The Live8 concert demonstrated that for all the energy, enthusiasm, freshness, verve and new ideas of youth, there is no substitute for the experience, commitment, and the legacy that the 'mature' provide. Annie Lennox and Madonna, for example. The 'restructuring' and widespread culling (through sale, release, or demotion) of so much talent and experience at Watford ignores this lesson.
I have been perturbed for some time by Adrian Boothroyd's embarrassment leading his players round 'celebrating avoiding failure'. It is still less than six months since these 'failures' were undeservedly beaten at Anfield by the best team the Champions of Europe could field. The applause was for the fans' support, and reciprocated for the efforts, and quality of the football in that pulsating run (which also included the humiliation of Southampton and Portsmouth). The 2004/05 season trod a fine line between 'success' and 'failure', and if Ardley had not been 'turned' (or was it 'spurned'?), and Dyche, Mahon, and Gunnarsson been fully fit for the second half of the season, we could have been celebrating success. It is understandable that a new broom will want to sweep clean, but new is not necessarily better, and Stalinist-style purges can come to be regretted.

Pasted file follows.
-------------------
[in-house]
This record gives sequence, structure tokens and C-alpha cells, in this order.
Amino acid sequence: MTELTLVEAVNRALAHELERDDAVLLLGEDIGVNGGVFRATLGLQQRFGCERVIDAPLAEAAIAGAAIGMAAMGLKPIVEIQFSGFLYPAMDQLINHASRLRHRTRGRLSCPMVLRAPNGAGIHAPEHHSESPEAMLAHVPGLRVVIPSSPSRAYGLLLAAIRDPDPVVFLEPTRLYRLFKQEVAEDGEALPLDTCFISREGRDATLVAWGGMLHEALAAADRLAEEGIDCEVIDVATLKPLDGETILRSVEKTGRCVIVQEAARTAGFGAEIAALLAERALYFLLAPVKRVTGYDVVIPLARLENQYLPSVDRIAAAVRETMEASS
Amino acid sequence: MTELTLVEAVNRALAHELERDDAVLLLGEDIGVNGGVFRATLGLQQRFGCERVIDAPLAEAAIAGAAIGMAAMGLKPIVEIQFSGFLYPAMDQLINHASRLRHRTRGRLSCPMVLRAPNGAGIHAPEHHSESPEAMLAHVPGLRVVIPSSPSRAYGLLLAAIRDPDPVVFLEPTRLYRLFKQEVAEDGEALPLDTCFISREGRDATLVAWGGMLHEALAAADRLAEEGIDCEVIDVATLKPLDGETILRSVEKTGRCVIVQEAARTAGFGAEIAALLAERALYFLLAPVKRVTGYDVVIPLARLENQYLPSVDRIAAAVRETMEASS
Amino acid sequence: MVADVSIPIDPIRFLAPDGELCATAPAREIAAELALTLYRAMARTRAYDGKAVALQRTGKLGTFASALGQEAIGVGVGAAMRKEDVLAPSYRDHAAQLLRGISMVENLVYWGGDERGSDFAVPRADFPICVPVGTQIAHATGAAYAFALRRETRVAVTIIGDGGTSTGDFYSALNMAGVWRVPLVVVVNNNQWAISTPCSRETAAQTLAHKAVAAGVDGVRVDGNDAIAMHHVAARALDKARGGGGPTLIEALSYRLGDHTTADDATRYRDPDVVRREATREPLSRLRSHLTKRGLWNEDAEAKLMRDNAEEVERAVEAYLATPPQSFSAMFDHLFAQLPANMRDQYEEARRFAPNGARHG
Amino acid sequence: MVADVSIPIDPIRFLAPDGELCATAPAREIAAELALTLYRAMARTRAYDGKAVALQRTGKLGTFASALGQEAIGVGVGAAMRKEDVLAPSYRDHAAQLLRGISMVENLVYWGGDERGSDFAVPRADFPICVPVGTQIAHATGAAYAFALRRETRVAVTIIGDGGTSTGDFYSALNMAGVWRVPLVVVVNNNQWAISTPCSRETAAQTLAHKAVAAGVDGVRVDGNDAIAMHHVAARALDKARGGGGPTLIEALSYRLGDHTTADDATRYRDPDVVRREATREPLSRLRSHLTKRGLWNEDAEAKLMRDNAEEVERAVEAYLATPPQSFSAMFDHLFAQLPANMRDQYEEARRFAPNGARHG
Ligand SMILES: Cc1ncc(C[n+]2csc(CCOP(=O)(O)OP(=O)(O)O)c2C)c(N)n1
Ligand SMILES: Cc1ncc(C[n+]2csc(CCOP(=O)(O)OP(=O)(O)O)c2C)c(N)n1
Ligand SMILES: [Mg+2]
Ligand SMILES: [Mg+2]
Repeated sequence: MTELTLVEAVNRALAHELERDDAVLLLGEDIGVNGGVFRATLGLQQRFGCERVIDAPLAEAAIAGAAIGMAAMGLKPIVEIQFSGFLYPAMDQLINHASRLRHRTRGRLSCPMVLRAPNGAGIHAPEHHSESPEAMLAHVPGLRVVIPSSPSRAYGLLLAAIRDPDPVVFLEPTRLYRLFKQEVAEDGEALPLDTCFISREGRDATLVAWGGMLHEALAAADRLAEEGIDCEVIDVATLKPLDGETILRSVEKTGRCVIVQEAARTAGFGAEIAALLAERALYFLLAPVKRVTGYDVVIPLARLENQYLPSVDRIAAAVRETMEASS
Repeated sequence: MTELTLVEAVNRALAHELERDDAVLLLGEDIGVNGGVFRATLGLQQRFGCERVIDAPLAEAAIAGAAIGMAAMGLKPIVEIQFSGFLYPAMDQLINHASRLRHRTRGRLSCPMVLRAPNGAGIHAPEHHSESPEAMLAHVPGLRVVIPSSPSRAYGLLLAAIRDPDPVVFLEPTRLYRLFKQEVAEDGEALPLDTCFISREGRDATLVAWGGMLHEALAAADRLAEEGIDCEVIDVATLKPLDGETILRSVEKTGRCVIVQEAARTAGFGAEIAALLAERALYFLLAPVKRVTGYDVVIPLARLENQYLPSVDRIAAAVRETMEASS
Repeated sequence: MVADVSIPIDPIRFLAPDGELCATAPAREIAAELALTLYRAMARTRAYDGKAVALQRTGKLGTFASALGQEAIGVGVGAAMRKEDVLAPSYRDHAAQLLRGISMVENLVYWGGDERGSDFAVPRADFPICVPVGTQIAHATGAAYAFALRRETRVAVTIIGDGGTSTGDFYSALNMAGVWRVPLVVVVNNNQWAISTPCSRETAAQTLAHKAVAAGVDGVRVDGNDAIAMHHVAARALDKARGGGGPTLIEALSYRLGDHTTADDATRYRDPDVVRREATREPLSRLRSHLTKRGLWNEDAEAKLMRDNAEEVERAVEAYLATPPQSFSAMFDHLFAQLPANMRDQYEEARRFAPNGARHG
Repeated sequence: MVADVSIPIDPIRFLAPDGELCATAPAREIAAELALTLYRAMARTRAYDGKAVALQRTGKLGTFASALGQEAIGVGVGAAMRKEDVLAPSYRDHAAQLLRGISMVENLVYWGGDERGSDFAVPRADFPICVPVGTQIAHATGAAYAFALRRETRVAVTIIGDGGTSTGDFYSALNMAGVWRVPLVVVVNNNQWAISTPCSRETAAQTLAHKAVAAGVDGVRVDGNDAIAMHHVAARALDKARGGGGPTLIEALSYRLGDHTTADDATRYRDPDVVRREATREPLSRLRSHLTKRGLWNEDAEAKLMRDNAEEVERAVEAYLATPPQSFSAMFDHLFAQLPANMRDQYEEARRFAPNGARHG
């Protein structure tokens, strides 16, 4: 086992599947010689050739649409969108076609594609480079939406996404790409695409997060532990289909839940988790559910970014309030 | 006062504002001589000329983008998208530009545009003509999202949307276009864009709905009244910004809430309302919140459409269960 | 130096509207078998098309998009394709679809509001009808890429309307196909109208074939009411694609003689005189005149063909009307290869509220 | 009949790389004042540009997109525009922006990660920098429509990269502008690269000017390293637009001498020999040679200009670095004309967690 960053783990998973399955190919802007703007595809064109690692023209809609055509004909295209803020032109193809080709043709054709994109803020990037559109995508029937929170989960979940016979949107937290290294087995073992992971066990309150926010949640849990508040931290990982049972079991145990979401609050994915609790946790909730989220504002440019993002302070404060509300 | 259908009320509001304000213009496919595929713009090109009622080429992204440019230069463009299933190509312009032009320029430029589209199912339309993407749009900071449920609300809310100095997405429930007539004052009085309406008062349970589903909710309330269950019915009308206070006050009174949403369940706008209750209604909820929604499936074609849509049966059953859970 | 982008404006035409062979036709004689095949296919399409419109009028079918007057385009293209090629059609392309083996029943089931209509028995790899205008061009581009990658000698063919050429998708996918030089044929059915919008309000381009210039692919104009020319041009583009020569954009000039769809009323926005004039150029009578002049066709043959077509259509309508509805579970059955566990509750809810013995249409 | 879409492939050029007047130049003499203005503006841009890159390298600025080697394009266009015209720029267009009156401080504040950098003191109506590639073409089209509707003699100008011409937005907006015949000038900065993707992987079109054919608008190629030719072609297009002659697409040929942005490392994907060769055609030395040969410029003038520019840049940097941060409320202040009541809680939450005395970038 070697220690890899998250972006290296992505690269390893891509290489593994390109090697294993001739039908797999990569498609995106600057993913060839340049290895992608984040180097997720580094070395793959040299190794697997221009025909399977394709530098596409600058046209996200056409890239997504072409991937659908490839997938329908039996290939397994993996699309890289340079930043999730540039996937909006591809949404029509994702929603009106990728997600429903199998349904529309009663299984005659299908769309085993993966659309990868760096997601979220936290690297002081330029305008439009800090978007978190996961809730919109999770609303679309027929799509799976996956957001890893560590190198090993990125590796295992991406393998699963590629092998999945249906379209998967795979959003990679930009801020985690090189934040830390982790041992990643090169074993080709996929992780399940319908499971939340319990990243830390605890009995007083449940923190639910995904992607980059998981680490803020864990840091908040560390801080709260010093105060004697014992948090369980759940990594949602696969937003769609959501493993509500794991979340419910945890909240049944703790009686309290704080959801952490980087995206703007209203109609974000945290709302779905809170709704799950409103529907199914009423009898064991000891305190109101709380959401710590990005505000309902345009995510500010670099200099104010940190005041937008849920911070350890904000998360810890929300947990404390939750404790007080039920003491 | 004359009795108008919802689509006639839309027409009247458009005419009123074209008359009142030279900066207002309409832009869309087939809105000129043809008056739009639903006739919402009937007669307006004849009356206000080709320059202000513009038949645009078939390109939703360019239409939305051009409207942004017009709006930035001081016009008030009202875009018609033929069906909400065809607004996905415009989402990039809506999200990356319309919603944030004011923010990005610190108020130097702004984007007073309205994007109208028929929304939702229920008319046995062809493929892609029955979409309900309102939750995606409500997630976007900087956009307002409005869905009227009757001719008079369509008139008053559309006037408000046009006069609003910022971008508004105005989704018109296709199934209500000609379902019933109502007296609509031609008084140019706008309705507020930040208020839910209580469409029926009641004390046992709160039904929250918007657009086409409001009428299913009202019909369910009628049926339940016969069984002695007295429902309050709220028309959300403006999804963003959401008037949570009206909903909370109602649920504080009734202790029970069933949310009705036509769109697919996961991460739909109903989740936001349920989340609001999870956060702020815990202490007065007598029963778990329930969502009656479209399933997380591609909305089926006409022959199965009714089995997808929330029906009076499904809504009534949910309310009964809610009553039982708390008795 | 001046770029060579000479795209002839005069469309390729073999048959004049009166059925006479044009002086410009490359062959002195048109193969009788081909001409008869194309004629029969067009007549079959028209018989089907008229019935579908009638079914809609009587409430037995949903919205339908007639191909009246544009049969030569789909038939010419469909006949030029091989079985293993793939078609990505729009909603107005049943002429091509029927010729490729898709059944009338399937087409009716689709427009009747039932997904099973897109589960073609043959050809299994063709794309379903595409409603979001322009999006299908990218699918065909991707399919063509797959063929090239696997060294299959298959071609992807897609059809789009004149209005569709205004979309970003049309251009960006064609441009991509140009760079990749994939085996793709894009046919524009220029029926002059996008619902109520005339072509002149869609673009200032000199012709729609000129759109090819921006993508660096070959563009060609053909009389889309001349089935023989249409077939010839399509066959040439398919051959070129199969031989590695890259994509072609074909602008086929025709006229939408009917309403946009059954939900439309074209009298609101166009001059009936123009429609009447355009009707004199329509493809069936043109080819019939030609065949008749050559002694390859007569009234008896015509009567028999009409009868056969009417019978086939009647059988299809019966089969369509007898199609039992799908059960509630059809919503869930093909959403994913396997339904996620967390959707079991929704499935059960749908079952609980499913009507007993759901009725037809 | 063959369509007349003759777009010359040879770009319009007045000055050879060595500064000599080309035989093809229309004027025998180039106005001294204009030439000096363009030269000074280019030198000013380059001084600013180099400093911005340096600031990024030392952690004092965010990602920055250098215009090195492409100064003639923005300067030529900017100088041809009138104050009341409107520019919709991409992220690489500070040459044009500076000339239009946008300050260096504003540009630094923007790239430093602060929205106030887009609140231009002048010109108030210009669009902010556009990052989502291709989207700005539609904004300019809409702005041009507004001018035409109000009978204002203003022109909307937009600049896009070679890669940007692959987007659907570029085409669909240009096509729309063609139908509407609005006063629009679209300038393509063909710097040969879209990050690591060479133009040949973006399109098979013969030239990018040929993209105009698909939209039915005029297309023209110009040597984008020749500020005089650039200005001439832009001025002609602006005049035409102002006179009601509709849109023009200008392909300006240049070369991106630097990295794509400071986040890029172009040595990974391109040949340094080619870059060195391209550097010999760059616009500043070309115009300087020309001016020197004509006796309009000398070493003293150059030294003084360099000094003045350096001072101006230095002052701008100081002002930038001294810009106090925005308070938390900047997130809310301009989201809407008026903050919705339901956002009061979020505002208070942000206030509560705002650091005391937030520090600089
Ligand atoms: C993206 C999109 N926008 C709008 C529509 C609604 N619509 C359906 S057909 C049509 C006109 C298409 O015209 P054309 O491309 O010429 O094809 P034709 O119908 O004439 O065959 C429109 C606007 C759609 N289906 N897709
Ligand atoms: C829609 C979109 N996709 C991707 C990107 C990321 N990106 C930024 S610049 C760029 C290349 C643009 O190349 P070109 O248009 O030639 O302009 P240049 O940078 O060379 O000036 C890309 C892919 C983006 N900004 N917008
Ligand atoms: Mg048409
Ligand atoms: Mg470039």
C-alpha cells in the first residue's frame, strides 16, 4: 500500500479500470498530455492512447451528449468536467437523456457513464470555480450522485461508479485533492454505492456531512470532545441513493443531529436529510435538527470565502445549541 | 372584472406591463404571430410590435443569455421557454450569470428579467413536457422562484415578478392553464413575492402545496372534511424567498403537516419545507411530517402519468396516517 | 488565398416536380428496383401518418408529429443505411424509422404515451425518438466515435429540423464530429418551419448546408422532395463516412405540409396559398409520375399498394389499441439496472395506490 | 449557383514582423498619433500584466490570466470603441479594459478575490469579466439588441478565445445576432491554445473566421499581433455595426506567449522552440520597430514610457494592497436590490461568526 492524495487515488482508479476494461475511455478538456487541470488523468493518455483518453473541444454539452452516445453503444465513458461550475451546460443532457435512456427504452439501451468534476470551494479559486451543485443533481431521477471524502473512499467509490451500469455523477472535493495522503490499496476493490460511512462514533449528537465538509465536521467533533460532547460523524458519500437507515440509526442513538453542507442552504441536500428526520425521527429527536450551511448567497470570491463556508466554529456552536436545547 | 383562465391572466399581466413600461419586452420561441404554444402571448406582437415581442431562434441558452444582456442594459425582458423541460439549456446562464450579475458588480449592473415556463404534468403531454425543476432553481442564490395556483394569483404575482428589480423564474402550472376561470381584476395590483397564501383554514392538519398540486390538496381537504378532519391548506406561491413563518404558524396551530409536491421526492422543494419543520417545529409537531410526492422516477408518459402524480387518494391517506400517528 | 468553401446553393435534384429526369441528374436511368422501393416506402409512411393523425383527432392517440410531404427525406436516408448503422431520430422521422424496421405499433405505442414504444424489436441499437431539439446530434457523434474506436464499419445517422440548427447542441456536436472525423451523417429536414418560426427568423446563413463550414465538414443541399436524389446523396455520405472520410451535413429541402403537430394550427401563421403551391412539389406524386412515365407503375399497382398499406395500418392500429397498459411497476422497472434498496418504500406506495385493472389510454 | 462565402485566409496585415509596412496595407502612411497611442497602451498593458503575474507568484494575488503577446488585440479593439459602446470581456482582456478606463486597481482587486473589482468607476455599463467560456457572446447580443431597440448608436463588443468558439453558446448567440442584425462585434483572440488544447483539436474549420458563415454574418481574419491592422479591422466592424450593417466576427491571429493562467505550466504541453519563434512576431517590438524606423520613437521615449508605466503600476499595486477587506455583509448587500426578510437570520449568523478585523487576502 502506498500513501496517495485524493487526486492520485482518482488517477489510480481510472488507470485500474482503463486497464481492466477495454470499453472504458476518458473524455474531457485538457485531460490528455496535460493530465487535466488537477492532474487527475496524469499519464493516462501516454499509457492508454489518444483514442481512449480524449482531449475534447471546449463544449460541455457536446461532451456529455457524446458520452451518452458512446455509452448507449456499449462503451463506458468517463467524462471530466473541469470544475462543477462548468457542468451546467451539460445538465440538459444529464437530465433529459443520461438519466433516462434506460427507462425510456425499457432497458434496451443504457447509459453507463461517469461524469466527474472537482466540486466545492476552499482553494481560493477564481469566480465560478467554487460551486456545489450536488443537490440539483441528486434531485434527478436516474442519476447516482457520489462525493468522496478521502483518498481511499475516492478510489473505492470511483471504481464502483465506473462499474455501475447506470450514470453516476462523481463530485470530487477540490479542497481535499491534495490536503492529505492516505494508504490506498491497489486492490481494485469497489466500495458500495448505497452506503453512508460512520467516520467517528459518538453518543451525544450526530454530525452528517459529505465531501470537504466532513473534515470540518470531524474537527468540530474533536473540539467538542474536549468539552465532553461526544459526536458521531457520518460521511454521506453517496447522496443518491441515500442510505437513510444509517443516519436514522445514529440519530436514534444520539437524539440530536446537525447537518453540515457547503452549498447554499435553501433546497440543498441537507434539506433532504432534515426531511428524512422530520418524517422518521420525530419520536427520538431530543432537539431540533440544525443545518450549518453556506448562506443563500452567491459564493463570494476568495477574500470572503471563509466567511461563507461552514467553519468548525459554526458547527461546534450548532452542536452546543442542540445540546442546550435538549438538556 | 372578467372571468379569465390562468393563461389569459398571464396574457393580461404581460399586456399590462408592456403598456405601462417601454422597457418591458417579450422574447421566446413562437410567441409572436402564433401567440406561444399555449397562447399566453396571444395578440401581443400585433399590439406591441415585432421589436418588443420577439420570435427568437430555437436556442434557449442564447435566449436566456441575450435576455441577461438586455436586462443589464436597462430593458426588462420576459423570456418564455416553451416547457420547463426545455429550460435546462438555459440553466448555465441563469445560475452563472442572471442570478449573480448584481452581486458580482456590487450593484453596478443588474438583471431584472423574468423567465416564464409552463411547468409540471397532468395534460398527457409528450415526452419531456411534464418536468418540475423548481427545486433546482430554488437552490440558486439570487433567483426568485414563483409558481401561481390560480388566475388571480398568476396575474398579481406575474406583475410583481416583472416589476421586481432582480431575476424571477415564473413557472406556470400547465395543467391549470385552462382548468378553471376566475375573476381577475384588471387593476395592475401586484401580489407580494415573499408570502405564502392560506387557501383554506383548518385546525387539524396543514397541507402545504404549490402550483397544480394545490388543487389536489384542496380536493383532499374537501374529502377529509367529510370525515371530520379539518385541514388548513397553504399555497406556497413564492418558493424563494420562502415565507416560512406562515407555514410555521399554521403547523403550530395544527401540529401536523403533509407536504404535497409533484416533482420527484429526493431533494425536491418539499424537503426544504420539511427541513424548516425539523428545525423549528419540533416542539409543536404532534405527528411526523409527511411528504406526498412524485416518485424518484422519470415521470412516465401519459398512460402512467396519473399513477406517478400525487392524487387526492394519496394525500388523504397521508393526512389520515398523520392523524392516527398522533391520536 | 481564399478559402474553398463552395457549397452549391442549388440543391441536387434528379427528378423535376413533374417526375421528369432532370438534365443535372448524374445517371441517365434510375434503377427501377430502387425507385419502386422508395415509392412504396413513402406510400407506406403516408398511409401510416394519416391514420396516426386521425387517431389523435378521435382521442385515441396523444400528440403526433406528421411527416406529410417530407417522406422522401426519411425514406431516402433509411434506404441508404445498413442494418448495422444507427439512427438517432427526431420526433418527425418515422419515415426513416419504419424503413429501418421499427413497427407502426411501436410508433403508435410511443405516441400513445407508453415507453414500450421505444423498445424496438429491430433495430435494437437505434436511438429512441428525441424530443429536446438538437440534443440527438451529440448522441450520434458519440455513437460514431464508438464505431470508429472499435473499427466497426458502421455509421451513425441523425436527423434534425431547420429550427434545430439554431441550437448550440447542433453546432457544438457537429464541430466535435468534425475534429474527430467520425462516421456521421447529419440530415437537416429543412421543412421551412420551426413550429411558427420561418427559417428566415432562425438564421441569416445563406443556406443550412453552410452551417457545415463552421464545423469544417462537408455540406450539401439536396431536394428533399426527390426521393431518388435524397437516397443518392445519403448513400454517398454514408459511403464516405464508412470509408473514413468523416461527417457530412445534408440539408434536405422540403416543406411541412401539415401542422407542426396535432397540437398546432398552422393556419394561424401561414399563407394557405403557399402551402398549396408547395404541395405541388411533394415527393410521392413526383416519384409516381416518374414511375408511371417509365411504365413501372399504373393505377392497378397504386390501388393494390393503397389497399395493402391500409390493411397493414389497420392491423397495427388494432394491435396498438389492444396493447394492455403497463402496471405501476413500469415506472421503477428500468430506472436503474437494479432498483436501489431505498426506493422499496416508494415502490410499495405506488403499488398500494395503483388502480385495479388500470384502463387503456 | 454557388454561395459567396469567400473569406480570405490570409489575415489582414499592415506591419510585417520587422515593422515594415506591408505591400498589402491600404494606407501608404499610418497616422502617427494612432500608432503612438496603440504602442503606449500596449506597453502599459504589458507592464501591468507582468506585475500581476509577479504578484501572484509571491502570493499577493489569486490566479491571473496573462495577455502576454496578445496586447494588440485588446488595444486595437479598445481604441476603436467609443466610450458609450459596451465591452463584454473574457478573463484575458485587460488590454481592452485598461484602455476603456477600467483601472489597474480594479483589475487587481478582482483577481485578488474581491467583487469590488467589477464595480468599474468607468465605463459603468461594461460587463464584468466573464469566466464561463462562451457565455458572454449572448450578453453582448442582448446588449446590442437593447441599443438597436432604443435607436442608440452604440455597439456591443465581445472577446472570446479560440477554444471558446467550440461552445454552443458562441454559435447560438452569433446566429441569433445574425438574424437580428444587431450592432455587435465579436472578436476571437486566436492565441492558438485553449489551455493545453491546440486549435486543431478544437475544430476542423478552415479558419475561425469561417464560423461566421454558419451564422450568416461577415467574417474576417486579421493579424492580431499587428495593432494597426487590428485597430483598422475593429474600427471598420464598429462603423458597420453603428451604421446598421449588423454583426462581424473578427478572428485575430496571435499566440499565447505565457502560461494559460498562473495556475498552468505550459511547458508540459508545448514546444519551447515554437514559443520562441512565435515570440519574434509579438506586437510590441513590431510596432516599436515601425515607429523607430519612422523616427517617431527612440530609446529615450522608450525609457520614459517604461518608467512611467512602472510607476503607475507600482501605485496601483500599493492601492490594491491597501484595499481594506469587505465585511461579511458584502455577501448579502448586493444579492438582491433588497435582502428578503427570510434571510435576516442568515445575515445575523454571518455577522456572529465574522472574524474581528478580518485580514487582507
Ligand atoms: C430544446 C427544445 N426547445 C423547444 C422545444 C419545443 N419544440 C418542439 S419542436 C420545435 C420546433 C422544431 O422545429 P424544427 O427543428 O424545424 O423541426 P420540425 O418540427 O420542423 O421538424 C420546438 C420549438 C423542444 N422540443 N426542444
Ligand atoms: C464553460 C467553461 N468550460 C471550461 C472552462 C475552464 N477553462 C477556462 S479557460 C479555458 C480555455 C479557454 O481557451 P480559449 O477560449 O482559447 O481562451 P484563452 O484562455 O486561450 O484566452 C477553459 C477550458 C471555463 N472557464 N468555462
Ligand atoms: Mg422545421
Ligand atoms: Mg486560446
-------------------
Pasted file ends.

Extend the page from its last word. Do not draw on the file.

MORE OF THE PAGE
More than this, it is the manner in which the deed is done that demeans the club. It was obvious when David Hockaday was promoted to Number Three and Nigel Gibbs given a non-specific role as Number Four that his days on the coaching staff were numbered. But the timing of his eventual demise is exquisite. Following the euphoria of the concert (and a dedication from Elton John on Nigel's wedding anniversary); coinciding with the first sighting of new signings; after the Watford Observer's deadline; but just before the report back for training. Also, just after the first payment was taken on my season ticket, and my new shirt arrived!
We start pre-season training still waiting for a partner for Jay Demerit in central defence, and, after almost a surfeit of good strikers of different styles, Hameur Bouazza and Joel Grant still do not know who will help shoulder the burden of goal-scoring duties.
Nothing would give me greater pleasure than to have my pessimism proved unfounded, but with remarks in Aidy's newsletter such as 'to the people here - there is no such thing as the risk of losing', I really do wonder if Boothroyd, Ashton, Simpson and the Russos will still be around in 2006 to pick up the pieces. Less than six months ago, I wrote a humorous (!) piece for BSaD with Elton coming to Watford's rescue. Little did I think that twelve months on from that, 'Back for our Future' could take on a new meaning.